The world watched aghast this week as the United Kingdom’s Prime Minister, Boris Johnson, blundered a crucial speech to the CBI. As if mixing up his papers in the glare of the world’s press was not enough, what appeared to happen next was excruciating to watch. The Prime Minister seemed to freeze. The silence was deafening.
To compound this Greek-like tragedy, it seems the Prime Minister attempted to unfreeze himself by sharing details of his recent trip to Peppa Pig World. The CBI attendees looked unimpressed.
As a psychotherapist, I am not interested in the politics of the situation but in the meaning. What happened to Boris Johnson this week and what can the rest of us learn from his experience?
In fancy terms, my best guess is that Boris Johnson suffered an “amygdala hijack”. It is a term coined by the psychologist Daniel Goleman in the 1990s. In less fancy terms, he was most likely overwhelmed with chronic stress.
The amygdala is part of the brain’s limbic system which regulates our emotional and behavioural responses. As well as storing all our pleasurable emotions, it prepares us for danger by activating our fight or fight response.
Back in pre-historic days, we had to be alert for predators. We were someone else’s dinner! Hence our bodies automatically developed a survival mechanism to prepare us for danger. When under threat, our bodies assessed the situation and informed us to fight or flee the oncoming predator. (As someone who is neither strong nor fast, I would not have survived long.)
The lesser known, involuntary retort to being threatened or under extreme stress is the freeze response. We might have played dead or hid from the predator chasing us.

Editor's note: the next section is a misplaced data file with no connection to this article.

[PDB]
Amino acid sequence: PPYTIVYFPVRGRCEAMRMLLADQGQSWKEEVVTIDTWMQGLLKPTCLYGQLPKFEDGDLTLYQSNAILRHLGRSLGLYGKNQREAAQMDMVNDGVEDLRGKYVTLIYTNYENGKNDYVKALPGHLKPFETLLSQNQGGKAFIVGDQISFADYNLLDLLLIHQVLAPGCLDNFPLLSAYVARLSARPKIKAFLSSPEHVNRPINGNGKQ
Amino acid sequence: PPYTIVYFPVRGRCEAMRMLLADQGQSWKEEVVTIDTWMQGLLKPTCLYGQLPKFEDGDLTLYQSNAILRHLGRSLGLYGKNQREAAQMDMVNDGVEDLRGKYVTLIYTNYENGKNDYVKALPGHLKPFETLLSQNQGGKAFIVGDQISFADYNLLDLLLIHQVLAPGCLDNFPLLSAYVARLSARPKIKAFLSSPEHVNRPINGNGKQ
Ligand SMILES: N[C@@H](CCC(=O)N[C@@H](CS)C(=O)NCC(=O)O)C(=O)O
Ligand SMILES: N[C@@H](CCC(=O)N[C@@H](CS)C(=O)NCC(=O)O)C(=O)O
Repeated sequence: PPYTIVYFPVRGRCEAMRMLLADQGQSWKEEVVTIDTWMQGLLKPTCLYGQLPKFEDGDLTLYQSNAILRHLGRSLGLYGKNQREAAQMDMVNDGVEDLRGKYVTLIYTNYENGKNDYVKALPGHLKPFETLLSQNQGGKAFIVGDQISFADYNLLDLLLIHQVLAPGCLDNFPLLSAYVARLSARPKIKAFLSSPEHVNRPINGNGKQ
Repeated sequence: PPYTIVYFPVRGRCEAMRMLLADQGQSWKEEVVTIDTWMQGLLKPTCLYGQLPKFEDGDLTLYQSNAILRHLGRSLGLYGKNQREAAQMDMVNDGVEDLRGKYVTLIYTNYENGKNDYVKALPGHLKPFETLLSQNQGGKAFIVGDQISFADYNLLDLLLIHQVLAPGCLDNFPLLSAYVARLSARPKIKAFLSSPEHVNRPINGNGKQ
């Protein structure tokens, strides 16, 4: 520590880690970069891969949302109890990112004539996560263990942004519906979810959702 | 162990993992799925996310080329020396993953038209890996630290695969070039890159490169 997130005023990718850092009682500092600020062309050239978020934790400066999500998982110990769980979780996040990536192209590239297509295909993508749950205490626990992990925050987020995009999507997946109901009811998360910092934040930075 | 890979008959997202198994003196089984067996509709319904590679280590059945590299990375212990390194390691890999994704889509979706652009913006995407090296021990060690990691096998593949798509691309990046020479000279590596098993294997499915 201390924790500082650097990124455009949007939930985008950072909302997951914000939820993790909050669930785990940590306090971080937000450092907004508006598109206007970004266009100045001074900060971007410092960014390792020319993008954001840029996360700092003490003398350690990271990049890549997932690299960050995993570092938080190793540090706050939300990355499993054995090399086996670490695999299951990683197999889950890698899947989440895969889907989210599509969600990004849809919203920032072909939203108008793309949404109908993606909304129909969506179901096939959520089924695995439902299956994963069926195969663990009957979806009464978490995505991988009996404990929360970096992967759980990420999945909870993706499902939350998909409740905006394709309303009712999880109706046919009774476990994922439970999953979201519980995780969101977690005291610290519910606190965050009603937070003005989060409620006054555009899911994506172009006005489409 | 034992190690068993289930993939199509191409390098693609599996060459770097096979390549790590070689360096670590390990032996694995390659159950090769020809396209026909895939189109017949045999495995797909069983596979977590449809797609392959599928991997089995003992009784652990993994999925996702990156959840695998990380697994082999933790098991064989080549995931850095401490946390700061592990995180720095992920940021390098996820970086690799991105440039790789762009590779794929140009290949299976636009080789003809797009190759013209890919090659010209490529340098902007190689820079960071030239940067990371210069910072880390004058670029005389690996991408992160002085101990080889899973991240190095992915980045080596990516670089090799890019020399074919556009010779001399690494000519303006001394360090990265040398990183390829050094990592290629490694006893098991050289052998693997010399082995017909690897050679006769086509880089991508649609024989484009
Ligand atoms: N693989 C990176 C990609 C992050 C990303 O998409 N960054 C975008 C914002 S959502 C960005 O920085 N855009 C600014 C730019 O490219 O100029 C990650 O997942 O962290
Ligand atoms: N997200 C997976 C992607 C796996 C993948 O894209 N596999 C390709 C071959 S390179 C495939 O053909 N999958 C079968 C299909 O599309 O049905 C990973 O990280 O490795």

In the Prime Minister’s case, it appears he involuntarily froze, presumably due to the stress of the situation or the accumulation of stress over recent times. In other words, he likely had a brain and body reaction to stress.
So why the Peppa Pig ramblings? (No offence to the Peppa Pig fans out there). Boris Johnson is known for creative rhetoric, but this seemed out of character.
Here’s the crux. Under extreme stress, all of us lose the capacity to think or act rationally. Back to my jargon – our pre-frontal cortex goes offline. This is the thinking part of our brain. As cortisol floods our brain, the only accessible part of our brain is the amygdala and specifically the fight, flight or freeze response. Whatever I do or say in the moment might not be logical or rational. Enter Peppa Pig, left stage.
In the work I do with addicts, the “amygdala hijack” is highly relevant. Addicts make decisions which they often come to regret. Sometimes those decisions have far-reaching consequences. So why do them? In the moments that they are high with their drug of choice, the only part of their brain that is functioning is the part which experiences pleasure. In their case, the dopamine rush has flooded the brain.
Have you ever wondered why certain public figures get caught in the most uncompromising situations? (Think of a former U.S. President or a famous world golfer or an iconic British 1980s pop star). The obvious question we ask ourselves when watching their jaw-dropping escapades on the nightly news is “what were they thinking?” The answer is they were not thinking rationally.
The fight, flight or freeze response was handy when being chased by Barney the dinosaur but less useful in addressing a CBI conference. It turns out that our pre-historic brains were quite clever. We just don’t need to use them in the same way today. Hence therapists emphasise techniques such as slow breathing and mindfulness to combat stress and to avoid our bodies entering this default mode.
What happened to Boris Johnson can happen to any of us in a stressful situation. The key is to understand our stress triggers. That requires us to get better at recognising our emotions. Emotions are data. We need to stay attuned to our minds and bodies and avoid the fight, flight or freeze settings.
So, when you are next at the office and nervous about making that crucial presentation, or you are in a situation where you feel threatened or significantly stressed, acknowledge how your body feels. Do some mindful breathing. Slow down.
If you do find yourself rambling about the activities of Peppa Pig, at least you’ll know you are not the only one.
Gavin Sharpe is a UK qualified psychotherapist, relationship / psychosexual therapist and executive coach. The thoughts and opinions expressed in this article are his own, and not necessarily those of Monaco Life. Gavin Sharpe can be reached at www.rivierawellbeing.com.
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